Writing

Why Writers Should Consider Revising Slower To Improve Manuscript Quality

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There are plenty of fast writers out there that can rival Stephen King’s ability to complete any manuscript length in three months. Many aspiring authors, debut novelists, and those trying to land book deals get inspired by King and other fast writers. The one thing we all forget is that the man’s been writing since 1967!

Fifty-five years is longer than some of us have been alive. I mention King because he’s one of my all-time favorite authors. His writing advice is a favorite in the #writingcommunity. Many writers turn to King’s well-known memoir “On Writing” and dogmatically attempt to practice his advice on how much time a first draft should take.

“The first draft of a book—even a long one—should take no more than three months, the length of a season,” King has famously advised.

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Don’t Break Down, Break Through

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Many things break down: communication, relationships, focus, & more. #WritingCommunity: Rather than breaking down, we can #breakthrough2022. Small changes = lasting impact which can improve communication, productivity, #writersblock, & all life ares.

When we hear the words “break down,” we automatically think of a nervous breakdown, a mental collapse, or a slump in our life where we reach our lowest point. But breaking down isn’t always so melodramatic. In fact, it can be a simple breakdown in communication, having to relearn how we remotely work with others.

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Positive Reframing: A Simple #Mindshift Exercise That Works Wonders

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Over the years, I have leaned on certain group therapy sessions, back in the day when being in groups wasn’t a scary thing. What stuck out to me while doing these pre-pandemic group therapies was the most basic exercise that a leading therapist would do. It’s called positive reframing, and it can be a powerful, simple tool to create a mind shift that works almost instantly.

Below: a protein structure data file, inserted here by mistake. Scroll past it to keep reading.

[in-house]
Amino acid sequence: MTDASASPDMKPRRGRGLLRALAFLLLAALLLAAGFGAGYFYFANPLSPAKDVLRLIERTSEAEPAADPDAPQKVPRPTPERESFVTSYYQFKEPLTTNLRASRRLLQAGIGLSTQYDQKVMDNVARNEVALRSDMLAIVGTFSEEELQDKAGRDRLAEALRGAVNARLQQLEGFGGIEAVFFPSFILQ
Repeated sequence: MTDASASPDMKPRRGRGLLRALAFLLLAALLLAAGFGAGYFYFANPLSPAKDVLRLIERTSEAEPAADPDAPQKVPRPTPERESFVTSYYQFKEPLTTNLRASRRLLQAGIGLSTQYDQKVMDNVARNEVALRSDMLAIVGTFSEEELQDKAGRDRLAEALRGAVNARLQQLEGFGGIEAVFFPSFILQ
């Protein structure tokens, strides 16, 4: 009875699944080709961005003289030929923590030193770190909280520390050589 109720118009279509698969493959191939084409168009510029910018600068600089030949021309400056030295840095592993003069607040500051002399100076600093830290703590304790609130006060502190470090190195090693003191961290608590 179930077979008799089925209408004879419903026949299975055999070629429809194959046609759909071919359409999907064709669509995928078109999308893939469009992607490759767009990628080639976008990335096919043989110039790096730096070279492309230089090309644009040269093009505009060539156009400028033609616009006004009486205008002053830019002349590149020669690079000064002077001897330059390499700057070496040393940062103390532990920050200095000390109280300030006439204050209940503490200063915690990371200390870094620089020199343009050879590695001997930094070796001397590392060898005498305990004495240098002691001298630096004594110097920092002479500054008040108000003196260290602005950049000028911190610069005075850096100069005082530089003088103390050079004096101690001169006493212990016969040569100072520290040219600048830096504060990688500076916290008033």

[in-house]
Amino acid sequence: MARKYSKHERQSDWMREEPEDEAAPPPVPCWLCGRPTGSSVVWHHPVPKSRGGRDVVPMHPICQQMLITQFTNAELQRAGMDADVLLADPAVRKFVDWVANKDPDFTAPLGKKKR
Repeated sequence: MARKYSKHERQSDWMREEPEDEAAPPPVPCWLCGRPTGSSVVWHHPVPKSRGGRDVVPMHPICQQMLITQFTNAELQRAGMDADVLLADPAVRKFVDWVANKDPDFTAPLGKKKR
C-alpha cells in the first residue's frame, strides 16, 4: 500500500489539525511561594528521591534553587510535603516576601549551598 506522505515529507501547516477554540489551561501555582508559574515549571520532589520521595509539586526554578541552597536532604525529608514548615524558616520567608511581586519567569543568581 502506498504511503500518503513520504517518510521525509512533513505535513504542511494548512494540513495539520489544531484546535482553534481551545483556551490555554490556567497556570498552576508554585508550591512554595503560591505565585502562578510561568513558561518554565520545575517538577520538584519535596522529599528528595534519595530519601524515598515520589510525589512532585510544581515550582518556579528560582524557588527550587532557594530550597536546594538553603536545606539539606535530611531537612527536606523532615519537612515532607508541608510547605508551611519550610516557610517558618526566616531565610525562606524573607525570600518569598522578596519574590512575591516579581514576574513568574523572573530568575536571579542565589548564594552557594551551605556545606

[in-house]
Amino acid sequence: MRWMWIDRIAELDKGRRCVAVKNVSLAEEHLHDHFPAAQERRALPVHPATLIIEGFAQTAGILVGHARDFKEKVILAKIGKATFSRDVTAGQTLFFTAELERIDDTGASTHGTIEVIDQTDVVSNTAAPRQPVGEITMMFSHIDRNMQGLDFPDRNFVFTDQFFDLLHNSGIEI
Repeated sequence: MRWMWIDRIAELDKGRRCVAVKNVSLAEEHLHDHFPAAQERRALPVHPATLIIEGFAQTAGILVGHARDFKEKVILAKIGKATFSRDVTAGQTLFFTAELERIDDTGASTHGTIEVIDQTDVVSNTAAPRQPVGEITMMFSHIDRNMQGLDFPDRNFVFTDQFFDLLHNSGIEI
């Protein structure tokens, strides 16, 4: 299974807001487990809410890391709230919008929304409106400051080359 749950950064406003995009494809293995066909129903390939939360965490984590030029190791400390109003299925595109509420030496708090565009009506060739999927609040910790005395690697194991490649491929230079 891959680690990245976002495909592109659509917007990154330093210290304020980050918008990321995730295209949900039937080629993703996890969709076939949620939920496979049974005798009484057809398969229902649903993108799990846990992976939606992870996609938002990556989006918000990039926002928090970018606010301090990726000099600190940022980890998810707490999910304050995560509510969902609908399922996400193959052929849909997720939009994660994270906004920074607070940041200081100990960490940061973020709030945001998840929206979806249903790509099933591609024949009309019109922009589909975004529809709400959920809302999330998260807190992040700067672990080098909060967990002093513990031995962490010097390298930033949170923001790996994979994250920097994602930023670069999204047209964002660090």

Regardless of where you are in your professional pursuits, the simplest thing that hinders growth is our own negative thoughts. This is especially true for vulnerable, creative professionals such as aspiring authors.

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2022 Writing Portfolio Trends: Why Spec Work Is Problematic

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Since the pandemic, the job market has changed as many people work remotely or in some type of hybrid position. Creative professionals that are designers, writers, videographers, and other content creators are pressed more and more to have portfolios at the ready for prospective employers. This should include successful personal blogs and social media accounts because it demonstrates knowledge of popular CMS such as WordPress and social media platforms.

If you’re looking for new career opportunities and you’re a creative professional or someone who works with content creation, there may be times when you’ll be asked to do a spec assignment. There are ethical dilemmas to a spec. But first, what is spec work?

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Why Personal Blogs & Social Media Accounts = Professional Content Portfolio

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NOTE: This is a long read.

Currently, I’ve been extremely fortunate to be in a position where I’m open to new opportunities. Many people stay stagnant and get stuck for so many years in a particular situation, where they must remain at a company. But, I’m a believer in growth, expanding my knowledge, being in a place where my wings will not be clipped, and I can fly to new career heights. Since being open to new opportunities, I put my son in daycare because I realized I’m not Superwoman. What I am is a wise woman who recognizes when she needs all of her attention to focus on her next career move.

The biggest thing that’s come up thus far has been hiring managers wanting to see a portfolio.

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